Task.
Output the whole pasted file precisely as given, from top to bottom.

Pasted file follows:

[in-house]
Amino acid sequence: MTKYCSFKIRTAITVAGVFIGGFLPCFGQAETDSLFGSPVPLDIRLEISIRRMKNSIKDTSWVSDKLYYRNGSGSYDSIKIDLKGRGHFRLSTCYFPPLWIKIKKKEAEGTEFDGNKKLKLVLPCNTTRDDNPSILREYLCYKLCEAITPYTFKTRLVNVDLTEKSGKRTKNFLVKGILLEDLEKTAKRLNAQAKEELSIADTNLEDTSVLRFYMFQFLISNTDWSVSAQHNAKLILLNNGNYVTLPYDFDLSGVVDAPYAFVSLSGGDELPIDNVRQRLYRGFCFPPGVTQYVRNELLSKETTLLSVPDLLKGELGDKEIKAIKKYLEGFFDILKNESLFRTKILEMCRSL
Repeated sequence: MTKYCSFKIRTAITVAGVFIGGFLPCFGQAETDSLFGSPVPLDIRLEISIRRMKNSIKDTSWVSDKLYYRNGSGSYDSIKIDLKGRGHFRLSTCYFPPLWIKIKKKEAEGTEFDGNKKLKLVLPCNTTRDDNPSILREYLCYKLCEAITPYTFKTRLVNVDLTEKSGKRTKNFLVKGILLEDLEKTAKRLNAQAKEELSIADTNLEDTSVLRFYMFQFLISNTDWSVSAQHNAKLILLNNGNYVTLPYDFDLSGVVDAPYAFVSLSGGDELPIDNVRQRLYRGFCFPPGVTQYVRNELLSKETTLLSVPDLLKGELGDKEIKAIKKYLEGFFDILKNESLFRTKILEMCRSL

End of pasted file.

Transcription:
[in-house]
Amino acid sequence: MTKYCSFKIRTAITVAGVFIGGFLPCFGQAETDSLFGSPVPLDIRLEISIRRMKNSIKDTSWVSDKLYYRNGSGSYDSIKIDLKGRGHFRLSTCYFPPLWIKIKKKEAEGTEFDGNKKLKLVLPCNTTRDDNPSILREYLCYKLCEAITPYTFKTRLVNVDLTEKSGKRTKNFLVKGILLEDLEKTAKRLNAQAKEELSIADTNLEDTSVLRFYMFQFLISNTDWSVSAQHNAKLILLNNGNYVTLPYDFDLSGVVDAPYAFVSLSGGDELPIDNVRQRLYRGFCFPPGVTQYVRNELLSKETTLLSVPDLLKGELGDKEIKAIKKYLEGFFDILKNESLFRTKILEMCRSL
Repeated sequence: MTKYCSFKIRTAITVAGVFIGGFLPCFGQAETDSLFGSPVPLDIRLEISIRRMKNSIKDTSWVSDKLYYRNGSGSYDSIKIDLKGRGHFRLSTCYFPPLWIKIKKKEAEGTEFDGNKKLKLVLPCNTTRDDNPSILREYLCYKLCEAITPYTFKTRLVNVDLTEKSGKRTKNFLVKGILLEDLEKTAKRLNAQAKEELSIADTNLEDTSVLRFYMFQFLISNTDWSVSAQHNAKLILLNNGNYVTLPYDFDLSGVVDAPYAFVSLSGGDELPIDNVRQRLYRGFCFPPGVTQYVRNELLSKETTLLSVPDLLKGELGDKEIKAIKKYLEGFFDILKNESLFRTKILEMCRSL